Once food tolerance is established, the infusion is stopped and the insulin-treated diabetic may be returned to the former dosage or may need a number of days of frequent (premeal) doses of regular insulin. The transition regimen is developed according to the guidelines discussed in table 3. The previous day's total insulin dose is used to determine the most appropriate form of therapy. By calculating a basic dose, with adjustments made depending on premeal blood glucose values and anticipated carbohydrate content, safe control can be achieved. A small dose (10 to 15 U) of intermediate-acting insulin (NPH or Lente) is added at bedtime to provide coverage until the following morning.
Patients are continued on the above treatment plan until postoperative complications have stabilized and glycemic control is satisfactory. As soon as the patient is able to eat normally again, the usual treatment regimen can be restarted. Frequent glycemic monitoring is essential because of the variable effects of surgical trauma and other factors such as inactivity, postoperative infection and changes in medication.
A vital aspect of care is adequate blood glucose monitoring. This is generally done by nursing staff at the bedside, using glucose-oxidase reagent strips, read either visually or by meter. During intra-operative period the blood glucose should be monitored every hour and less frequently as necessary thereafter. The accuracy of these monitoring methods may be poor, and validation with occasional laboratory measurements may be advisable. All hospitals that use reagent strips for diabetic monitoring should have some form of quality-control system to ensure reasonable accuracy, and all staff involved should be carefully trained in their use. The other alternative is to estimate the blood sugar in the laboratory by conventional methods. A word of caution is that the blood should not be drawn from the arm that is connected to the infusion line which may show a falsely high value.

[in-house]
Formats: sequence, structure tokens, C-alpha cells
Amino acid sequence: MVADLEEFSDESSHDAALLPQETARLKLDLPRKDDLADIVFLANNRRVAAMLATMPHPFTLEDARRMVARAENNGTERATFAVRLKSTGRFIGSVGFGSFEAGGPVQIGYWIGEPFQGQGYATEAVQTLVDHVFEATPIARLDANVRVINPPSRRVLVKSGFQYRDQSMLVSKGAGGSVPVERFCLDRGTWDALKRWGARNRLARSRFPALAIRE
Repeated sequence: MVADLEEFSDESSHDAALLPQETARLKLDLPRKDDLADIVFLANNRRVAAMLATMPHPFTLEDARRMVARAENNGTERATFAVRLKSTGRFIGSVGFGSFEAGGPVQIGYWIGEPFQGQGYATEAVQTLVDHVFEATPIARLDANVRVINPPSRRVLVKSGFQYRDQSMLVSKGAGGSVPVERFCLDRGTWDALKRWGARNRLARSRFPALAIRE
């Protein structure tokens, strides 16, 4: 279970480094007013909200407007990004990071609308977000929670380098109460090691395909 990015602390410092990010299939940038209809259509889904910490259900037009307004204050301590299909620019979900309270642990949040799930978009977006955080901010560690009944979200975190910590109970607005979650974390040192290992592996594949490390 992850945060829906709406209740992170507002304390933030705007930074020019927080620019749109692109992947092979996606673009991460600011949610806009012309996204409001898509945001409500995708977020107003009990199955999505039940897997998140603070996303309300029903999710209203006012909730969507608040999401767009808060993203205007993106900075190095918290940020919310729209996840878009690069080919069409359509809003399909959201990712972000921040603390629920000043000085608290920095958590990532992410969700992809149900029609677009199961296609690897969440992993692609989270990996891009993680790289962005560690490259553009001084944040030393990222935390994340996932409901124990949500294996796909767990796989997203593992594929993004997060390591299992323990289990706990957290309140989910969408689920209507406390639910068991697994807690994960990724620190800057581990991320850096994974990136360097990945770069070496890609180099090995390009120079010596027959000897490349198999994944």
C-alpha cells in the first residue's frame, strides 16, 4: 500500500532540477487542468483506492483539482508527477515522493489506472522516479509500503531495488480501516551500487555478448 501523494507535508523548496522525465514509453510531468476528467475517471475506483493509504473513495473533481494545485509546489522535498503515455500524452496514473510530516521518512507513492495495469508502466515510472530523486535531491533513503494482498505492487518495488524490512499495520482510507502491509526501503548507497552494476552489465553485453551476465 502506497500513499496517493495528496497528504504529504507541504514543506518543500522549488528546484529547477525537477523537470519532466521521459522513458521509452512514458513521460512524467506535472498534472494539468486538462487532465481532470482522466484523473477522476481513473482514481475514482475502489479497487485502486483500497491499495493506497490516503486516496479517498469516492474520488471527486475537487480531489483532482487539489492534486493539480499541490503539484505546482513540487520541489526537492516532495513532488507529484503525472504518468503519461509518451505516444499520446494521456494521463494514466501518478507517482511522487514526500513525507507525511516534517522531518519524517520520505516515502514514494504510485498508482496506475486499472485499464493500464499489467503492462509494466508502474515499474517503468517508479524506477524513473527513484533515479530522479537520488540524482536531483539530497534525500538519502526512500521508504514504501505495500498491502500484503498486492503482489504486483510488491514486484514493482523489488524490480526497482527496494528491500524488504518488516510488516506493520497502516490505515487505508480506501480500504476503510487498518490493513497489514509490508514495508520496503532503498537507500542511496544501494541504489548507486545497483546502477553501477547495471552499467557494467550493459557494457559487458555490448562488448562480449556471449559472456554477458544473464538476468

Urine glucose monitoring during surgery is not safe particularly when the patient is on intravenous glucose. The results of urine glucose may be strongly positive when the blood glucose may not be high. A large dose of insulin given based on the strongly positive urine test for glucose may produce deleterious hypoglycemia.
Emergency surgery is as likely if not more likely in the diabetic than in the nondiabetic subject. Management will depend to a large extent on the metabolic condition of the patient. Surgical emergencies, particularly if there is underlying infection, can cause rapid metabolic decompensation with dehydration, hyperglycemia, and ketoacidosis. Uncontrolled diabetes may also be precipitated in patients not previously known to have diabetes. The problem necessitating surgery may have led to metabolic decompensation; this should first be corrected if possible, unless the operation cannot be delayed.
One trap for the unsuspecting is that patients with diabetic ketoacidosis can present with symptoms indistinguishable from an acute abdomen. In these patients the signs and symptoms resolve on metabolic correction. A useful rule of thumb is that if such patients are less than 25 years old, the problem is likely to be metabolic, whereas if they are older, a genuine surgical emergency should be suspected. The sensible approach in such patients is to manage conservatively in the early stages with the emphasis on correction of the metabolic derangement. If the problem is metabolic rather than surgical, then it will resolve in the next 3 to 4 hours. In the presence of ketoacidosis, the operation should be delayed for 4 to 6 hours when possible while the patient is given standard therapy.